Œuvres complètes, Volume 3

Front Cover
Gallimard, 1964 - French drama - 1978 pages
Le Discours sur l'origine de l'inégalité exerça une influence considérable sur la pensée politique et fonda la réputation de l'auteur. Fidèle à son système, Rousseau rejeta les raffinements de la civilisation en condamnant le théâtre dans la Lettre à d'Alembert sur les spectacles. Recueilli par M. et Mme de Luxembourg, il acheva Julie ou la Nouvelle I'Héloïse, roman épistolaire d'un retour à la vie naturelle, qui connut un immense succès. Puis, soucieux de préciser son idéal politique lié à ses conceptions de l'éducation, il publia Du Contrat Social et L'Émile, ouvrage pédagogique dont les idées religieuses furent condamnées, ce qui l'obligea à des années d'errance. Vivant dès lors dans la hantise d'un complot dirigé contre lui et désirant, grâce à l'aveu de ses fautes, se justifier devant la postérité, il rédigea Les Confessions et évoqua ses souvenirs dans Les Rêveries du promeneur solitaire.

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About the author (1964)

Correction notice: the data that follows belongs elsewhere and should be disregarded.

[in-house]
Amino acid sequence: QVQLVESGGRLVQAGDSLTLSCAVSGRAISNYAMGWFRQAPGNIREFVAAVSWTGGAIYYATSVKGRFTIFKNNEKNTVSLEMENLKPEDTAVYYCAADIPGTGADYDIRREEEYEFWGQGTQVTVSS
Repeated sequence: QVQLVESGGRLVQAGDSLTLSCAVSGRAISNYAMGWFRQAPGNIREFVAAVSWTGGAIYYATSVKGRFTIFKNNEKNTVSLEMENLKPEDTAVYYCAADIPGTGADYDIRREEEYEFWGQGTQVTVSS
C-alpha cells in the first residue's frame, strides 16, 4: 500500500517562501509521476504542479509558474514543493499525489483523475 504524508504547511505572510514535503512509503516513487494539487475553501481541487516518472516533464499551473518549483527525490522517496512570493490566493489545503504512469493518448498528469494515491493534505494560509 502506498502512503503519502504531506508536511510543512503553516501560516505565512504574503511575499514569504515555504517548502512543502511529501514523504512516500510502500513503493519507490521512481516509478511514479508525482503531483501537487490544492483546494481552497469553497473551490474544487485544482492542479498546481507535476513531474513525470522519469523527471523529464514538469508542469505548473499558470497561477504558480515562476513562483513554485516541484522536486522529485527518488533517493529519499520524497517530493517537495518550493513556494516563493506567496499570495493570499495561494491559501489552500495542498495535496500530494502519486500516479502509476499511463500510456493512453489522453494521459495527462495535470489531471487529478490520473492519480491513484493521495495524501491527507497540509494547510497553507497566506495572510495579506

Jean Jacques Rousseau was a Swiss philosopher and political theorist who lived much of his life in France. Many reference books describe him as French, but he generally added "Citizen of Geneva" whenever he signed his name. He presented his theory of education in Emile (1762), a novel, the first book to link the educational process to a scientific understanding of children; Rousseau is thus regarded as the precursor, if not the founder, of child psychology. "The greatest good is not authority, but liberty," he wrote, and in The Social Contract (1762) Rousseau moved from a study of the individual to an analysis of the relationship of the individual to the state: "The art of politics consists of making each citizen extremely dependent upon the polis in order to free him from dependence upon other citizens." This doctrine of sovereignty, the absolute supremacy of the state over its members, has led many to accuse Rousseau of opening the doors to despotism, collectivism, and totalitarianism. Others say that this is the opposite of Rousseau's intent, that the surrender of rights is only apparent, and that in the end individuals retain the rights that they appear to have given up. In effect, these Rousseau supporters say, the social contract is designed to secure or to restore to individuals in the state of civilization the equivalent of the rights they enjoyed in the state of nature. Rousseau was a passionate man who lived in passionate times, and he still stirs passion in those who write about him today.